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DBS Checks for Asylum Seekers

Asylum seekers and refugees can get DBS checks processed although the process and establishing whether you have the right documents can be more complicated.

Please see our full guidance sheet on  DBS checks for asylum seekers and refugees 

If you would like support or advice please contact us.

Brief summary of the proces

The new DBS regulations for identity checking mean it is likely that the majority of refugees and asylum seekers will have to be re-fingerprinted in order to get a DBS check. This is because All refugees and asylum seekers must go through route one.

Refugees and Asylum seekers  will need to have one of the following documents AND two further documents from either group 1,2a or 2b  to avoid the fingerprint method:

  • A Biometric residence permit – anyone granted Leave to remain from 2012 will have one
  • A valid passport – Naturalised Citizens may have one. Travel Documents are not accepted
  • A UK Driving licence with photo card and counterpart (full or provisional)

People granted leave to remain after 2012 will have a Biometric residence permit and some asylum seekers and refugees will have a full or provisional UK driving licence. Naturalised Citizens will have a passport but everyone else will need to go through the fingerprint method. For a full list of documents see our DBS checks for asylum seekers and refugees guide.

The fingerprint method

It is possible for both asylum seekers and refugees to get a DBS check by having their finger prints taken at a local police station but this will take longer. This is an intrusive and intimidating process that most people would rather avoid. Some people are prepared to go through the process if they are extremely focussed on doing a specific volunteer role that needs a DBS check.

How does the finger print method work?

  1. Organisation completes the DBS check and marks Question W59 (Have I seen sufficient documentation) as ‘No’ and sends the form in to the DBS.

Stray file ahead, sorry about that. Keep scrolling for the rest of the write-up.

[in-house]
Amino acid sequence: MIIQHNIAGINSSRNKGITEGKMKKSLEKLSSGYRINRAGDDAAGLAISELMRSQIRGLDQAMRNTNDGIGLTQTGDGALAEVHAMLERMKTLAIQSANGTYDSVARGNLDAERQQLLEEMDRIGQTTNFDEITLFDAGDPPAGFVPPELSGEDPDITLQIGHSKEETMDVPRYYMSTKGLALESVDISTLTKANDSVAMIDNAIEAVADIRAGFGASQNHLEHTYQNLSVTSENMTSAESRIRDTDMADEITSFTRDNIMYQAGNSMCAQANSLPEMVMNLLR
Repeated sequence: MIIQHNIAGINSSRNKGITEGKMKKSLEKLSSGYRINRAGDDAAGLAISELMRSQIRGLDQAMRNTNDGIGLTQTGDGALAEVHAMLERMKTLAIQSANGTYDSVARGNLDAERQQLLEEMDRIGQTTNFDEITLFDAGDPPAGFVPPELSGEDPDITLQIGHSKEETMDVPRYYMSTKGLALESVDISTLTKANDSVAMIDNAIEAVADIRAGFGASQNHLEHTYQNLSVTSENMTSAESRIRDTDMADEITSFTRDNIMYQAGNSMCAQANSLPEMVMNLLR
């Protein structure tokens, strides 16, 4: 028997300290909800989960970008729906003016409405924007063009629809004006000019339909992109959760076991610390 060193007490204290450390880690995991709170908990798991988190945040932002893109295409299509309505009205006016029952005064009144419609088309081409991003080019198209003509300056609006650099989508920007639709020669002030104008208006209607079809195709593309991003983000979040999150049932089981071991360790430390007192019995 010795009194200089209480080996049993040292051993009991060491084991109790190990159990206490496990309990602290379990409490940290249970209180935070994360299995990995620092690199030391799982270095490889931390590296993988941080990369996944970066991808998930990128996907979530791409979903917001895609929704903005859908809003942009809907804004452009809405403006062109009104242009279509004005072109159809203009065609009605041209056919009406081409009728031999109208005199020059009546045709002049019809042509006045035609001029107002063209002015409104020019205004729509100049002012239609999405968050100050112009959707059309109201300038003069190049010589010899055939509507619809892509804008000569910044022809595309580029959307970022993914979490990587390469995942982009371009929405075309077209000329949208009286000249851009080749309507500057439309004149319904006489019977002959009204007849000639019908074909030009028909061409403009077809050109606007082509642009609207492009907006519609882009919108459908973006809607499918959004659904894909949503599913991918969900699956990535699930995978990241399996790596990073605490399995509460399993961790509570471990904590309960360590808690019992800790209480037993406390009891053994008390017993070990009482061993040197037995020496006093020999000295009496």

2. The DBS will receive the form and automatically return it to the organisation because W59 was marked ‘No’. (This is an automated process. The pro-forma letter that was available previously cannot shortcut this process.)
  3. Organisation posts the same form back to the DBS.
  4. On receiving the form the second time, the DBS will process the form and initiate the finger print process.
  5. The DBS will post a consent letter to the volunteers home address.
  6. The volunteer must sign to say that they are happy for their fingerprints to be taken to establish their identity. They must return this consent letter with passport photos.
  7. The DBS will contact the local Police Station and give them the contact details of the volunteer requesting that they arrange the fingerprinting.
  8. The local Police headquarters will phone the volunteer directly to arrange a convenient time to take the fingerprints. If they call a mobile phone, it will usually show up as a ‘Withheld’ or Private number’.
  9. Once the fingerprints have been taken, the DBS will be able to run a check on the fingerprints and process a DBS disclosure. 


What about completing the 5 years address history?

Refugees and asylum seekers (as well as British homeless people, travellers etc) often do not have clear addresses for complete periods of time. When completing this section you must provide a complete address history without any gaps. If there are periods of time when a person had ‘no fixed abode’ you should write this in the address history.

The DBS only checks the UK criminal record database so overseas addresses are not required. For asylum seekers or refugees, the overseas addresses can be put as 'Overseas from Date 1 – Date 2' e.g.




March 1974 - May 2012



May 2012 - July 2012

1 Sheffield St, Sheffield, S1 1AA    


July 2012 - present

How to avoid DBS checks being a barrier to volunteering

DBS checks can delay a volunteers start date and are likely to take longer if you go through the ‘finger print request’ method. This time delay between applying to volunteer and actually being able to start is a significant barrier for many people and sometimes leads to organisations losing volunteers. 

Where volunteer roles require unsupervised work with children or vulnerable adults, there is nothing that can be done to avoid this problem. However, it is often possible to be flexible and develop ways for volunteers to start doing something before the DBS check is processed. Here are some examples from organisations we have worked with:

  • Allow the volunteer to start volunteering where they will be closely supervised by a paid member of staff.
  • Wait for references to be returned and then allow the volunteer to start.
  • Allow the volunteer to do tasks that don’t involve working with vulnerable people, for example; office tasks until the DBS check arrives.

If it is possible to do this it will enable people to start volunteering with you quickly and not lose motivation.

For more information about involving refugees please see our Involving refugees & asylum seekers volunteers page